Carol Meszaros, a member of St. Ladislaus Parish for more than 45 years, said as the “family of three churches” comes together, she believes there are many advantages and “the change is for the better.”
“People from each parish are just getting to know each other,” said Meszaros. “While our ideas and our ethnicities may be different, I’ve realized just how similar we all are, because we are all Catholics first.”
“I’ve enjoyed having the opportunity to meet new people and I think, in general, parishioners are more relaxed now than they were in the beginning because they’re seeing that coming together can be very rewarding for all of us and that we still can maintain our identity and our culture. That’s so important.”
Parish of the Visitation
Parishioners at St. Mary of Mount Virgin and St. John the Baptist, learned of their new name at Masses June 22 and 23. Bishop Bootkoski said he decided upon the name Parish of the Visitation because of its unifying connection to both former parishes.
The Feast of the Visitation recalls when the Blessed Virgin Mary was pregnant with Jesus and, on impulse, went to visit her cousin, Elizabeth, who was pregnant with John the Baptist.
“The Gospel tells us that at the sound of Mary’s voice and in the presence of the Savior, John stirred in Elizabeth’s womb and ‘leaped for joy.’” said Bishop Bootkoski. “It is my hope that members of the Parish of the Visitation will be united in respect and love as Mary and Elizabeth had for each other and that they will demonstrate the same zeal and fidelity for proclaiming Jesus as Lord as John did.”
Deacon Don De Lorenzo, who has been ministering to the people of St. Mary’s for nearly a year, said the name is a great choice for the new parish and agreed that it reflects a genuine connection between St. Mary’s and St. John’s.
Before coming to St. Mary’s Parish, Deacon De Lorenzo did his diaconate ministry at Transfiguration of the Lord Parish, Edison – the new parish created last year from the Renewing the Church process in South Edison-Highland Park, in which two parishes and one quasi-parish came together. That experience, he said, brings genuine optimism about the future of the Parish of The Visitation.
“When I arrived there [in Edison-Highland Park] two years ago in September, the former parishes were still going through the Renewing process. They were still working toward becoming a new parish, like we are now; and in that span of time it’s gotten much better at Transfiguration, and so I am very hopeful that that will happen here at Visitation as well.”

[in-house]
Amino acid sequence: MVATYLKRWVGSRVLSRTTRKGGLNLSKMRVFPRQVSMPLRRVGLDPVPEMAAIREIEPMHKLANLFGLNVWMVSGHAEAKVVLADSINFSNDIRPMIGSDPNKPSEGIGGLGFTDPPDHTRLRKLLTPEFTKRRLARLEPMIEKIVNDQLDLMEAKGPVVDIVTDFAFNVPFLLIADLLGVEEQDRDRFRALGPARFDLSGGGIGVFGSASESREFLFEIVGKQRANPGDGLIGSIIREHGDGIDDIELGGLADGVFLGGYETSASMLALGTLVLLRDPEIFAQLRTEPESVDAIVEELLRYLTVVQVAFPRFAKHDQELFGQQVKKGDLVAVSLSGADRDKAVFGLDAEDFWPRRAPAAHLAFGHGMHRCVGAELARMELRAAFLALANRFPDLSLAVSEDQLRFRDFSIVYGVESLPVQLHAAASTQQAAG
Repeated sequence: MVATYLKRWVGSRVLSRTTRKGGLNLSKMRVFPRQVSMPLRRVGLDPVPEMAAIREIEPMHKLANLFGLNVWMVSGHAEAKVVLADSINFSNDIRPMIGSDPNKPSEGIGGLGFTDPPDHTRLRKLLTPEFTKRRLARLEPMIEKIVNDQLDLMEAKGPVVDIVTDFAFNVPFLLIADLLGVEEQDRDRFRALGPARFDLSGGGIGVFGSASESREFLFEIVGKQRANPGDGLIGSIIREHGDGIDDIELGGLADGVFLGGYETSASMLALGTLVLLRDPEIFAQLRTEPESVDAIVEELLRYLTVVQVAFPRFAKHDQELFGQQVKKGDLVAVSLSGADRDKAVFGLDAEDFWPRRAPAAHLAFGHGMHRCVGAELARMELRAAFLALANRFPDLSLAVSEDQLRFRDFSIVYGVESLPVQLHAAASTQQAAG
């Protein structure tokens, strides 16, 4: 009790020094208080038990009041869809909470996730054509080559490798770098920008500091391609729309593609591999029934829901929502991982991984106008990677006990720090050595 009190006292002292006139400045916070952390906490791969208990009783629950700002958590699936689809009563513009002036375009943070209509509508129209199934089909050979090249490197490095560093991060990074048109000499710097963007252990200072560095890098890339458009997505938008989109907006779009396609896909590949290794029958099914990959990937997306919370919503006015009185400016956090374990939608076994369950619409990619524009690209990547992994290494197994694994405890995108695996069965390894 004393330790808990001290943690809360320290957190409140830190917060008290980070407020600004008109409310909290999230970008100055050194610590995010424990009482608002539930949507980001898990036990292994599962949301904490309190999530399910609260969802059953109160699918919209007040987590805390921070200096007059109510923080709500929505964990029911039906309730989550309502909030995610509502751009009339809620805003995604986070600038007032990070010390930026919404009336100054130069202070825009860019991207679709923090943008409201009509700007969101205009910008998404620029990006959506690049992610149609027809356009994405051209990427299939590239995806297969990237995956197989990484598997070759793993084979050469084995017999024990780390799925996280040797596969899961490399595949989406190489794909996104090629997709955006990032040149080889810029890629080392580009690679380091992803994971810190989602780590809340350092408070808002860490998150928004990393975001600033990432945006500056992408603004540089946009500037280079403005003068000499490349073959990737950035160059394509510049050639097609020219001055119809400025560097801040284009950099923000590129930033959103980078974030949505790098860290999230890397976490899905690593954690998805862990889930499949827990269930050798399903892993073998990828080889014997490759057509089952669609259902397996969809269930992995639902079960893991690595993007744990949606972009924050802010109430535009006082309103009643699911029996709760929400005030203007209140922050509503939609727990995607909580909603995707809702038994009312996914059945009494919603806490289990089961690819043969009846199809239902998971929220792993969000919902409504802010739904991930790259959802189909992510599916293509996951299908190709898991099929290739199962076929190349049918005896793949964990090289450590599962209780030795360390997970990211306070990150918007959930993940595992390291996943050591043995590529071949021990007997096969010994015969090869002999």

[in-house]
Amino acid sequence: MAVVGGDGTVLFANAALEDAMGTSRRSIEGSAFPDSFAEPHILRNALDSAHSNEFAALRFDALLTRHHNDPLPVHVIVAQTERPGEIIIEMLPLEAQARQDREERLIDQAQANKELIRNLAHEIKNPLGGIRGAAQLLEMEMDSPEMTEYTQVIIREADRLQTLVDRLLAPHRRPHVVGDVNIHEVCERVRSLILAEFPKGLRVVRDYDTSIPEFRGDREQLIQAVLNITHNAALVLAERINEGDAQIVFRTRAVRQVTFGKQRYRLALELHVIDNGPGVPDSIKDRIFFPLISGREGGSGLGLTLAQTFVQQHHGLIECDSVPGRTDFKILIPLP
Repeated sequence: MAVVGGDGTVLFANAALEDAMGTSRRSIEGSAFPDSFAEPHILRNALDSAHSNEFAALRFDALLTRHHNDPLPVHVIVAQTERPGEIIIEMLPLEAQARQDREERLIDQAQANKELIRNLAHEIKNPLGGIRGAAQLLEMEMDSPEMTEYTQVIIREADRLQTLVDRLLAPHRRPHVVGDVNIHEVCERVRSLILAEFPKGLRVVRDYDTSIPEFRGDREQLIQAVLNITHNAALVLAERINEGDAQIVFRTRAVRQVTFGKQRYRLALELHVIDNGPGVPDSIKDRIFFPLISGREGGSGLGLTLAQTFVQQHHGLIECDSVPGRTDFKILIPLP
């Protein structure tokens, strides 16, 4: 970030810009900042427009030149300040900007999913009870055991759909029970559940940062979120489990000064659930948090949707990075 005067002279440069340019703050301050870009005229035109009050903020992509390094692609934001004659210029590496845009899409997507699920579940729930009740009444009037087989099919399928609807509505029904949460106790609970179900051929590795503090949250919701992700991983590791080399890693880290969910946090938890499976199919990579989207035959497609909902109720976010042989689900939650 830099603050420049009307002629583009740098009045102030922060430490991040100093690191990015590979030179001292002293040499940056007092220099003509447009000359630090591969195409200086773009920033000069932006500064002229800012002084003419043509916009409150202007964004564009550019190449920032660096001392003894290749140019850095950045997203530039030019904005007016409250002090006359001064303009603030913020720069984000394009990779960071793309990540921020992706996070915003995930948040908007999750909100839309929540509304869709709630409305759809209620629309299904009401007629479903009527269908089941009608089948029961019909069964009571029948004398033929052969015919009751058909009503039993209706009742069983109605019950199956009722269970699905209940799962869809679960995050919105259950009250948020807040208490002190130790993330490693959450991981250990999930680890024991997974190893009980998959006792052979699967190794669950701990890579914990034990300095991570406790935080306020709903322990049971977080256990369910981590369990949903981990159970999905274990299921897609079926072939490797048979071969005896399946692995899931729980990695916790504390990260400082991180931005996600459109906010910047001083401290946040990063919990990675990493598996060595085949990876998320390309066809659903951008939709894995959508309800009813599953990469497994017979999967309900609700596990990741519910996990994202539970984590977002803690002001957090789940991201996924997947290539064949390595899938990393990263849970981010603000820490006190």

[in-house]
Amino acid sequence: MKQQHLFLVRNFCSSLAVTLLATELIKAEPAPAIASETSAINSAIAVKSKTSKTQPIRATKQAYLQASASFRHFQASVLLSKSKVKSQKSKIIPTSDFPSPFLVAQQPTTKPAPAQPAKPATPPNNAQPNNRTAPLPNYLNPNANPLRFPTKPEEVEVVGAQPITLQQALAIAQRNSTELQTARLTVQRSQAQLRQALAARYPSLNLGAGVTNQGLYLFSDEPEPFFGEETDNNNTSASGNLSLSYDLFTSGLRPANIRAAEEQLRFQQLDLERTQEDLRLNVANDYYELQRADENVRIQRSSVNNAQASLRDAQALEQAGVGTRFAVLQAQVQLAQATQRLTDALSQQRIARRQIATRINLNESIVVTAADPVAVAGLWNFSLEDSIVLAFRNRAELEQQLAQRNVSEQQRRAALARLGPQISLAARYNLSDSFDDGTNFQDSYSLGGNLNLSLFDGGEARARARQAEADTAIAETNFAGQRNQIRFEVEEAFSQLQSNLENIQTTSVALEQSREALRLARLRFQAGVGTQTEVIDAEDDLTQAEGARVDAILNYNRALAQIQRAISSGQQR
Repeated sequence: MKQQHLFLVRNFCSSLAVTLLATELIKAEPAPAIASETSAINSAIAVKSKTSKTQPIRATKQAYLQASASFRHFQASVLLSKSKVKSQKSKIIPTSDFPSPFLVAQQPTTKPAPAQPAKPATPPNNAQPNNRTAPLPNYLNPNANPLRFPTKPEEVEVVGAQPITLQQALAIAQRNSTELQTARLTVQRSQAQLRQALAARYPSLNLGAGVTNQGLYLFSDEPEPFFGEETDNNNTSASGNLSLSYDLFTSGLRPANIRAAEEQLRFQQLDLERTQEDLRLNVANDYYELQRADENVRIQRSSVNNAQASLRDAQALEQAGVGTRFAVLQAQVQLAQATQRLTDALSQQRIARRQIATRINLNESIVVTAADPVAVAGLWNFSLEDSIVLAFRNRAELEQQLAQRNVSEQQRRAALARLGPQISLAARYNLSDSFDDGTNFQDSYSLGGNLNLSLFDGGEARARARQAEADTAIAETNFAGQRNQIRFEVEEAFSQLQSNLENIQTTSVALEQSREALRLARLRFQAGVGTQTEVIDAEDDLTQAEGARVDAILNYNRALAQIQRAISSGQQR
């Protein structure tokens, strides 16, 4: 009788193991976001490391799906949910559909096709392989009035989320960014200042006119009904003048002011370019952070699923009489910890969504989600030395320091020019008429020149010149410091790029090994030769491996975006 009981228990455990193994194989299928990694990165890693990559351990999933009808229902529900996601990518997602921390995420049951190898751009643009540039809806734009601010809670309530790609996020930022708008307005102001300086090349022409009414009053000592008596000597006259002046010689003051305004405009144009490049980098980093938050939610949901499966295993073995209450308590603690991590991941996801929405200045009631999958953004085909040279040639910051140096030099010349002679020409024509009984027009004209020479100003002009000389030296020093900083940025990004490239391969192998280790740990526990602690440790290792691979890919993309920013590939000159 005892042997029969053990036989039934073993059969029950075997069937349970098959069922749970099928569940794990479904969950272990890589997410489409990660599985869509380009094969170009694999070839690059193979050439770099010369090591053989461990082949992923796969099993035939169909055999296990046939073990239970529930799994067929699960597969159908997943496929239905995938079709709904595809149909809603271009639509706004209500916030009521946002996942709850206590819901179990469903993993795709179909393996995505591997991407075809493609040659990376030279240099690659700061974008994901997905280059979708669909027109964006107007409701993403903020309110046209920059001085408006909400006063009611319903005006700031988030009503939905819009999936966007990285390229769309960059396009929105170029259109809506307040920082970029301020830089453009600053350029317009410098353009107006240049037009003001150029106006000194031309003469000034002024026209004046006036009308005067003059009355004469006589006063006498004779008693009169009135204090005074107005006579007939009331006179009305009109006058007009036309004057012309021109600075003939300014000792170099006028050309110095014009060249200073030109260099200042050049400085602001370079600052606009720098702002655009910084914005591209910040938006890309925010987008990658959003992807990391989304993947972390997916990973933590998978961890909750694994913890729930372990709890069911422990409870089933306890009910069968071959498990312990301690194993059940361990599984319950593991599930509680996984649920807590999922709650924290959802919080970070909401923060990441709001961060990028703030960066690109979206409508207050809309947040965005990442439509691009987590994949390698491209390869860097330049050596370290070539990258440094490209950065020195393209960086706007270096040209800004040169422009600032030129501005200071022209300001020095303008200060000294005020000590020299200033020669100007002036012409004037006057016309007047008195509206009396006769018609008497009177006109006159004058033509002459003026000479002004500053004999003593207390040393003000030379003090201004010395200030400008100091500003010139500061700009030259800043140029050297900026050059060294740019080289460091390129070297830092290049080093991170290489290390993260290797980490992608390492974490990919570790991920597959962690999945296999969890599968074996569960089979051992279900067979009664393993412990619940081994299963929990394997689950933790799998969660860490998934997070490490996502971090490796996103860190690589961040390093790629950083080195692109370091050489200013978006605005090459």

To assist parishioners during the transition, Deacon De Lorenzo has been responsible for updating St. Mary’s and St. John’s parishioners weekly on the Renewing process through a special page in their parish bulletins entitled “Merger News.” The goal is to keep parishioners informed and to maintain an open line of communication between parishioners and parish leaders, and to avoid any confusion or the spread of misinformation.
Laurence Danza, a longtime parishioner of St. Mary of Mount Virgin, said about 70 parishioners attended a public meeting regarding the name selection in addition to meetings of each parish council. “Of the three names that garnered the most votes,” he said, “one was from St. John’s, one was from St. Mary’s and one was from the people who attended the open meeting – and the bishop chose the final name.”
Danza, who has been serving as a facilitator at the naming meetings, said it’s important for people to know that, while retaining the history of both churches is very important and will be done, so is the need to move forward together as one faith community to build a viable future for all parishioners.
“We are simply merging parish families and the name of the parish will be the Visitation. The worship sites will remain St. Mary’s and St. John’s,” Danza said.